Simple iTV formats use tried and tested infrastructures, in particular classic TV networks, mobile phone networks and the internet. However, a convergence of the media on the television screen in the form of an iTV application is thus impossible.
The interactive application runs on an infrastructure which is commonly referred to as an iTV platform. The platform must cover all components of the iTV system architecture, which are required for the interactive service (end-to-end solution). The most important components are:
- TV network
- PayTV provider or broadcaster
- Encryption system
- Interaction network
- End device
In the so-called vertical models, multiple or even all of these components are realised by a single group of companies. This facilitates two important things:
- The proprietary definition of concrete technologies
- The establishment of an internal corporate business model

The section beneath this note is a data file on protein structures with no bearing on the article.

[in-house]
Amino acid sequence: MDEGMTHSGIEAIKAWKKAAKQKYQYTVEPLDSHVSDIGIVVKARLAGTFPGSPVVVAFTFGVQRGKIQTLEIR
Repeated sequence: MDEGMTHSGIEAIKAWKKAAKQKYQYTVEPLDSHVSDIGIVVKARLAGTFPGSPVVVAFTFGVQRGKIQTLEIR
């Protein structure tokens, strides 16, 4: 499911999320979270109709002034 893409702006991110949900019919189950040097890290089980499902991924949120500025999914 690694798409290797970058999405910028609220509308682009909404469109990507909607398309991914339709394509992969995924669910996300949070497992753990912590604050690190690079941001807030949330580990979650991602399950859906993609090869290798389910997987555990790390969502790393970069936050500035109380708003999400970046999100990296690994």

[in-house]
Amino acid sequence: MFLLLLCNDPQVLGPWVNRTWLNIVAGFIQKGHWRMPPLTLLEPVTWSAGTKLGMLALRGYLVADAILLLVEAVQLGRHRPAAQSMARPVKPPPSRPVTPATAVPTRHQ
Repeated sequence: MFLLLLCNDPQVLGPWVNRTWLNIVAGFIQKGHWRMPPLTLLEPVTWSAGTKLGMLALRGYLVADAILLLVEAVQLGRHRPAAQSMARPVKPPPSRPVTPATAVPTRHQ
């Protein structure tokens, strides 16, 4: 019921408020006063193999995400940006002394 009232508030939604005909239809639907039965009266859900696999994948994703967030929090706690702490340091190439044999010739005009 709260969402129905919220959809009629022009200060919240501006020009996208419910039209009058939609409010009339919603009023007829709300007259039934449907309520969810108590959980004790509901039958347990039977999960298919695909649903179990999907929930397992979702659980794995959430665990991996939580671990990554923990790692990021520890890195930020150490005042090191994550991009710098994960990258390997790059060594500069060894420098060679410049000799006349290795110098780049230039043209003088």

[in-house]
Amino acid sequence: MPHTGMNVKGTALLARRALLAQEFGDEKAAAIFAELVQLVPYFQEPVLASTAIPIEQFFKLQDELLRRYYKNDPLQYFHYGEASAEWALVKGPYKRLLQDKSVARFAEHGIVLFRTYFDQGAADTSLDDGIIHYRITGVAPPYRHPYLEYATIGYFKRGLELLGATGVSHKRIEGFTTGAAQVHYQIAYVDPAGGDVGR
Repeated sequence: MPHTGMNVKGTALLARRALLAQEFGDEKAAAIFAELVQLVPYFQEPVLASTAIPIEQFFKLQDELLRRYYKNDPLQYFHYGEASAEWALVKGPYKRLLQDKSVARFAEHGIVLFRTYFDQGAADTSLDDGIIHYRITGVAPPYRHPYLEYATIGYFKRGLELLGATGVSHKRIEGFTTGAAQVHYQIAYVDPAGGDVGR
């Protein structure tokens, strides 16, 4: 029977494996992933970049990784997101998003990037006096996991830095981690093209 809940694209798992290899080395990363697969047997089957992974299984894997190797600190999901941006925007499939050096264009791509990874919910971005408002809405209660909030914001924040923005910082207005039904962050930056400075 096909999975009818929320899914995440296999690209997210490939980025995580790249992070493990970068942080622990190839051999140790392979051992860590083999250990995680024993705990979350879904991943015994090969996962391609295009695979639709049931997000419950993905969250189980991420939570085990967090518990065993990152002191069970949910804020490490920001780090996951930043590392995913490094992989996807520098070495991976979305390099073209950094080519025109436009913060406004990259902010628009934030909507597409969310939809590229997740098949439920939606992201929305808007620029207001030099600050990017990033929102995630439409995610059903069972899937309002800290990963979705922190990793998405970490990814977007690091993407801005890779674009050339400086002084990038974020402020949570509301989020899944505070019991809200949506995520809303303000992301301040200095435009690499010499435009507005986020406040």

The realisation is thus extensively simplified.
Political and cartel reasons stand against a so-called "horizontal" market. The various components should ideally be offered by a range of companies. Open market competition should take place at the level of all components.
In Germany, Leo Kirch generated a vertical iTV platform at the end of the millennium. Since the company's insolvency, there have been repeated attempts to establish an iTV platform. Success stayed unremarkable for some time. The most important difficulties on the German market have been:
- A political preference for a horizontal market
- A strong segmentation of the TV networks
- A comprehensive range of freely available television and thus a limited potential for PayTV
- A lack of knowledge about the technology and contents of the medium
- Strong cost pressures on end devices
In the second decade of this century, the iTV landscape is dominated by a horizontal market based on the standard HbbTV.
Introduction to interactive television